''That's right,'' offensive line coach Jim Turner hollered. ''Nice short first step.''
The Dolphins hope McKinnie's arrival Tuesday marks a big step in the right direction for a team reeling from pass-protection problems. They acquired the 12th-year pro Monday from the Baltimore Ravens in exchange for a conditional late-round draft pick.
''He's a heck of a player,'' said tackle Jonathan Martin, whose role likely will be affected by the trade. ''Anytime you bring in a guy like that, it's going to make you better.''
McKinnie might not be ready for Sunday's game at New England, or even the Halloween game against Cincinnati. But barring sudden, dramatic improvement by right tackle Tyson Clabo, McKinnie is expected to move into the starting lineup eventually.
He likely would assume his customary spot at left tackle, with Martin moving from the left side to right tackle as Clabo's replacement. McKinnie practiced only on the left side Tuesday, and while Clabo and Martin remained with the first team, Martin worked some on the right.
''It's a decision the GM and the coaching staff thought they had to make,'' Martin said. ''You can approach this two different ways. You can go in the tank and be one of those guys that moans and is a cancer in the locker room, or you can be a professional and play as hard as you can. My mindset is I'm going to go out there and do whatever I can to help the team win.''
The 34-year-old McKinnie, who played for the Miami Hurricanes and spends offseasons in South Florida, said he looked forward to helping the Dolphins.
''It feels good to be back here and get a chance to play in front of people who saw me play in college - and to be in my own bed,'' he said.
McKinnie has had off-the-field issues in South Florida in the past, and was involved in the ''Love Boat'' scandal in 2005 while with the Minnesota Vikings. He acknowledged his reputation for partying.
''That's when I'm off,'' he said. ''See, that's Big Mac during the offseason. Bryant McKinnie is the person who comes to work and handles his business. That's who you'll get right now.''
Coach Joe Philbin, who stresses the need for his players to have good character, said McKinnie will be judged on what he does at the Dolphins' complex.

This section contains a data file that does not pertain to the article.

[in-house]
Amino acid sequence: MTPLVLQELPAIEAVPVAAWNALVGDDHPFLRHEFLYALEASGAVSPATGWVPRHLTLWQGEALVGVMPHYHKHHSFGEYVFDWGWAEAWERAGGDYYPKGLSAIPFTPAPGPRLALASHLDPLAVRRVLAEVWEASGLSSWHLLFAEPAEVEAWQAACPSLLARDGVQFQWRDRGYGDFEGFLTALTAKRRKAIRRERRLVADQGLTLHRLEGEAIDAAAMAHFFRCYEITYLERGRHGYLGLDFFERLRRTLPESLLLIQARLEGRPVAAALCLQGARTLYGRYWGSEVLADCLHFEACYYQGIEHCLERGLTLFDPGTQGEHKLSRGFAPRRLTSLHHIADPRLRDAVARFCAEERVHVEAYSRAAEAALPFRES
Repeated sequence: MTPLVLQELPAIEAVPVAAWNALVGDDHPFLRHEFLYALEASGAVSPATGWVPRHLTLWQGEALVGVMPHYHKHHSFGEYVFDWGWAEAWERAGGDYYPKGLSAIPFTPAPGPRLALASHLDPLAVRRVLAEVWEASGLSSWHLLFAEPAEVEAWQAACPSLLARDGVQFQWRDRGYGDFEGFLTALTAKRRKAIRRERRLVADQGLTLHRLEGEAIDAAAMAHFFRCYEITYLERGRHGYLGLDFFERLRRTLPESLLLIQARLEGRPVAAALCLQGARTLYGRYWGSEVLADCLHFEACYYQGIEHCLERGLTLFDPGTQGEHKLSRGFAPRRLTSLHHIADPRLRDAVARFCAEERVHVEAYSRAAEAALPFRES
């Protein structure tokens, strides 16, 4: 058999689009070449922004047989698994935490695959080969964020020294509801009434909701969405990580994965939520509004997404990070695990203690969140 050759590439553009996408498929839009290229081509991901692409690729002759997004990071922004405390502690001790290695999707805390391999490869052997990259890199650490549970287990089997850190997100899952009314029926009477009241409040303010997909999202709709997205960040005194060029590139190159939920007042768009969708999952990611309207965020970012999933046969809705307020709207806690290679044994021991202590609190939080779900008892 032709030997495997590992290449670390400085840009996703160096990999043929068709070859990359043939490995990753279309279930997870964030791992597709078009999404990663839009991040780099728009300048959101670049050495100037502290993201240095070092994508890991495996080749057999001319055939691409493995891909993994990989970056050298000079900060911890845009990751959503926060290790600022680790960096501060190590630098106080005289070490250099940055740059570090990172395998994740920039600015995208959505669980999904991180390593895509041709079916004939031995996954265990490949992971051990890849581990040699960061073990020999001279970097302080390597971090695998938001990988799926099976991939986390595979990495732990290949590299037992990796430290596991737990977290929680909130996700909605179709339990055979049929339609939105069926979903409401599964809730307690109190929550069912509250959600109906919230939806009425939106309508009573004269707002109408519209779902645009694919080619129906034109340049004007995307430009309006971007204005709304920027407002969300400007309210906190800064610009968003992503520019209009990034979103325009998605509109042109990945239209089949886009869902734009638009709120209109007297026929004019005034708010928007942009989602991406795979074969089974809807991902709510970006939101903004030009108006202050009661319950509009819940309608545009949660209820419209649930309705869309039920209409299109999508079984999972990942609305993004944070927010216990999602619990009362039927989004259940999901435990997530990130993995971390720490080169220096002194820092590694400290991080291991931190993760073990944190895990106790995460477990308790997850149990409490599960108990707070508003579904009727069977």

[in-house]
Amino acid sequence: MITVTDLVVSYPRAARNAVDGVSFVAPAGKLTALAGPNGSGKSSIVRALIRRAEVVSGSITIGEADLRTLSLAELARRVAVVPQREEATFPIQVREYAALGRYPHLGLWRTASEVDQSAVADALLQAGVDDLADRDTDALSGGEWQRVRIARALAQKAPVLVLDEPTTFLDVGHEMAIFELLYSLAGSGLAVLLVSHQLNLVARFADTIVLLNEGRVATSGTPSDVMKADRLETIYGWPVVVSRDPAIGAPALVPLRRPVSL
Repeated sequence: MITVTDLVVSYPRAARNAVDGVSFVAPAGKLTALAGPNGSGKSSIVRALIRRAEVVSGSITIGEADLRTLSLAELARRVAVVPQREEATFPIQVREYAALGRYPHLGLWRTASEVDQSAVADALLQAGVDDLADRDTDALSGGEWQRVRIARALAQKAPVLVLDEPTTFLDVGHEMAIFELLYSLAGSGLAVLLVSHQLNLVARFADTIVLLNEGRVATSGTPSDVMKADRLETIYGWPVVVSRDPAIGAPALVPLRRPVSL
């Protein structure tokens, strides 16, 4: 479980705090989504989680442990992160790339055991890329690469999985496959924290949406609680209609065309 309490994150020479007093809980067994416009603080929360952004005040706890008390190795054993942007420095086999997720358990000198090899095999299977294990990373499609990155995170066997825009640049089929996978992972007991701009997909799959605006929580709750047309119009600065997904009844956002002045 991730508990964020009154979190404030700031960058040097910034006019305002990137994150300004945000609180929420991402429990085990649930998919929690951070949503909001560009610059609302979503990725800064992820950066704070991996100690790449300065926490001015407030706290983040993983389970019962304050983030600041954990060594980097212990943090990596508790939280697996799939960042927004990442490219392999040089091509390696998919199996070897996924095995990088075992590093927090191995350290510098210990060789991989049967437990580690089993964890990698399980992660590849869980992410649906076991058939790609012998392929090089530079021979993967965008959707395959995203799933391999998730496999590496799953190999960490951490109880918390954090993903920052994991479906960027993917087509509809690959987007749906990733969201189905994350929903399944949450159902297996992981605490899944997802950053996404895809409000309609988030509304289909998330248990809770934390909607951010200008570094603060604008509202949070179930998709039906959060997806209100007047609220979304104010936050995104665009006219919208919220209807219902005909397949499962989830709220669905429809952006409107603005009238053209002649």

''I'm concerned about what he does in this building,'' Philbin said. ''I don't mandate what people do outside the building. I expect him to be a professional, just like all the other guys.''
The trade means McKinnie now works for his former girlfriend, tennis champion Venus Williams. She and her sister Serena own a small share of the Dolphins.
''Venus texted me and said she had a lot to do with the trade,'' McKinnie said with a laugh. ''And then Serena hit me up and said to refer to her as boss now.''
McKinnie, a Pro Bowl tackle in 2009, lost his starting job after five games this season and was inactive for the first time in his career the past two weeks. He recently had his right knee drained and said it's fine now.
The 6-foot-8 McKinnie, one of the largest players in the NFL, weighed in at 364 pounds and said he hopes to play at about 355. His newly issued No. 78 practice jersey was too small to cover his midsection.
The Dolphins (3-3) are desperate for better pass protection. During their current three-game losing streak, they've given up 12 sacks, and Ryan Tannehill leads the NFL with 26.
McKinnie declined to predict how soon he might play, as did Philbin. But guard Richie Incognito, who was traded by the St. Louis Rams during the 2009 season, predicted McKinnie would be ready for the Patriots on Sunday.
''No question I think he can do that,'' Incognito said. ''I showed up on a Thursday in Buffalo and started Sunday, so it has been done before.''
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